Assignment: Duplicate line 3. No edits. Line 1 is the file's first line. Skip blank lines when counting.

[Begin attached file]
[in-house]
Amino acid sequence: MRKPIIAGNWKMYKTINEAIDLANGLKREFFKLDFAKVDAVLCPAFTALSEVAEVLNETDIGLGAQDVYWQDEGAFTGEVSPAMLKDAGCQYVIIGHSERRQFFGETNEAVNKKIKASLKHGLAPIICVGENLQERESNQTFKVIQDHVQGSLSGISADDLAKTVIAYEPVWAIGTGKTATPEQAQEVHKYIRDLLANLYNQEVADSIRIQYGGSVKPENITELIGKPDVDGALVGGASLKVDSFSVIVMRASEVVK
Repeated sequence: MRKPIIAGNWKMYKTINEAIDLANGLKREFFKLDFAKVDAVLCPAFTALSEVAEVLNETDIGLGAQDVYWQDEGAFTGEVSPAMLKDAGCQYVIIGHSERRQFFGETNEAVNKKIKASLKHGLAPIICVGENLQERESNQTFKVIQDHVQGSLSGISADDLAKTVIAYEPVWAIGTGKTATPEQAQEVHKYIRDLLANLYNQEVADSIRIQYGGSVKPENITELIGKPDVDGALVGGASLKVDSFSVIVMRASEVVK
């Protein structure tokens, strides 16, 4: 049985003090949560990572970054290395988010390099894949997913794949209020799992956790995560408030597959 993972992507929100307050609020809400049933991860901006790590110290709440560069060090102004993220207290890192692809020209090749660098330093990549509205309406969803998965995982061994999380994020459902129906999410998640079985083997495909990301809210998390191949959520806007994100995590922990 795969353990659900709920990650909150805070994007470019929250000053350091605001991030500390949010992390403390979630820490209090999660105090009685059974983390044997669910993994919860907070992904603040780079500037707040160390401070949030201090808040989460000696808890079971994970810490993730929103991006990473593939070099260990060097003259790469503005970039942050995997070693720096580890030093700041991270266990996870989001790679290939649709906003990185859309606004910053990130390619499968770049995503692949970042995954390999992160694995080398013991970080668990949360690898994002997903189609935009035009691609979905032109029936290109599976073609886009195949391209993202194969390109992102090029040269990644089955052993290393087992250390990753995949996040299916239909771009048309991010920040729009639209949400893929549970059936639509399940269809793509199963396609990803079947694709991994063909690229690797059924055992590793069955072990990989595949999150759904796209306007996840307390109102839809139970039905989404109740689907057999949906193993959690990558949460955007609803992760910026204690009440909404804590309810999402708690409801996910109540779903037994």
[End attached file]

Repeated sequence: MRKPIIAGNWKMYKTINEAIDLANGLKREFFKLDFAKVDAVLCPAFTALSEVAEVLNETDIGLGAQDVYWQDEGAFTGEVSPAMLKDAGCQYVIIGHSERRQFFGETNEAVNKKIKASLKHGLAPIICVGENLQERESNQTFKVIQDHVQGSLSGISADDLAKTVIAYEPVWAIGTGKTATPEQAQEVHKYIRDLLANLYNQEVADSIRIQYGGSVKPENITELIGKPDVDGALVGGASLKVDSFSVIVMRASEVVK